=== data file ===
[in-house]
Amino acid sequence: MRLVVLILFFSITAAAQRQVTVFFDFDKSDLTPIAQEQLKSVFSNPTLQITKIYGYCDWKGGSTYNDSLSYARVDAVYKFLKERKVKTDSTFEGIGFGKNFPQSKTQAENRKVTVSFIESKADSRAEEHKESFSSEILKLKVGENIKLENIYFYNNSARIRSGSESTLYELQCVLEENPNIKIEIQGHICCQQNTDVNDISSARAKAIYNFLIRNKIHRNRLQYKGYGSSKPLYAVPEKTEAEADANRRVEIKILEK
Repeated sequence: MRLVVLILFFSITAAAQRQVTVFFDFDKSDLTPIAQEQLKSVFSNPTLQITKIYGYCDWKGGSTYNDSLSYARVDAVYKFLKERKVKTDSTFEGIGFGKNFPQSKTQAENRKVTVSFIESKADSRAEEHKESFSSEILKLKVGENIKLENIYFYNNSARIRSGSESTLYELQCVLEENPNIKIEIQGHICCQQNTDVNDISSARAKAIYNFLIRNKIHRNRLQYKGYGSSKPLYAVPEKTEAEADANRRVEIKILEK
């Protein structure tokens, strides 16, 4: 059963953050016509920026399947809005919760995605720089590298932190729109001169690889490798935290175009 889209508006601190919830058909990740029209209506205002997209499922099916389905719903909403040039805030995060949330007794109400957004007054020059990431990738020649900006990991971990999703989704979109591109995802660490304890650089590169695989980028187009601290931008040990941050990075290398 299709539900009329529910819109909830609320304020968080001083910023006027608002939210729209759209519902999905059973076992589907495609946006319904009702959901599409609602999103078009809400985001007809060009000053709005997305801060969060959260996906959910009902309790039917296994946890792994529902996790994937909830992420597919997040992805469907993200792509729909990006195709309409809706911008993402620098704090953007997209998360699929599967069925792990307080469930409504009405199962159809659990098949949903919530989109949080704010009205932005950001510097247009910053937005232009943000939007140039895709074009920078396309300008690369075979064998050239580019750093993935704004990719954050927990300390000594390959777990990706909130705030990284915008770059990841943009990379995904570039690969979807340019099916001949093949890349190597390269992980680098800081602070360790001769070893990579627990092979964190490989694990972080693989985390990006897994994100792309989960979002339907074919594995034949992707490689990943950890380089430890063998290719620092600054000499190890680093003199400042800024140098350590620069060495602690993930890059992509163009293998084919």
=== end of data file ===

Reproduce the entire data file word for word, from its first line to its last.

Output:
[in-house]
Amino acid sequence: MRLVVLILFFSITAAAQRQVTVFFDFDKSDLTPIAQEQLKSVFSNPTLQITKIYGYCDWKGGSTYNDSLSYARVDAVYKFLKERKVKTDSTFEGIGFGKNFPQSKTQAENRKVTVSFIESKADSRAEEHKESFSSEILKLKVGENIKLENIYFYNNSARIRSGSESTLYELQCVLEENPNIKIEIQGHICCQQNTDVNDISSARAKAIYNFLIRNKIHRNRLQYKGYGSSKPLYAVPEKTEAEADANRRVEIKILEK
Repeated sequence: MRLVVLILFFSITAAAQRQVTVFFDFDKSDLTPIAQEQLKSVFSNPTLQITKIYGYCDWKGGSTYNDSLSYARVDAVYKFLKERKVKTDSTFEGIGFGKNFPQSKTQAENRKVTVSFIESKADSRAEEHKESFSSEILKLKVGENIKLENIYFYNNSARIRSGSESTLYELQCVLEENPNIKIEIQGHICCQQNTDVNDISSARAKAIYNFLIRNKIHRNRLQYKGYGSSKPLYAVPEKTEAEADANRRVEIKILEK
């Protein structure tokens, strides 16, 4: 059963953050016509920026399947809005919760995605720089590298932190729109001169690889490798935290175009 889209508006601190919830058909990740029209209506205002997209499922099916389905719903909403040039805030995060949330007794109400957004007054020059990431990738020649900006990991971990999703989704979109591109995802660490304890650089590169695989980028187009601290931008040990941050990075290398 299709539900009329529910819109909830609320304020968080001083910023006027608002939210729209759209519902999905059973076992589907495609946006319904009702959901599409609602999103078009809400985001007809060009000053709005997305801060969060959260996906959910009902309790039917296994946890792994529902996790994937909830992420597919997040992805469907993200792509729909990006195709309409809706911008993402620098704090953007997209998360699929599967069925792990307080469930409504009405199962159809659990098949949903919530989109949080704010009205932005950001510097247009910053937005232009943000939007140039895709074009920078396309300008690369075979064998050239580019750093993935704004990719954050927990300390000594390959777990990706909130705030990284915008770059990841943009990379995904570039690969979807340019099916001949093949890349190597390269992980680098800081602070360790001769070893990579627990092979964190490989694990972080693989985390990006897994994100792309989960979002339907074919594995034949992707490689990943950890380089430890063998290719620092600054000499190890680093003199400042800024140098350590620069060495602690993930890059992509163009293998084919």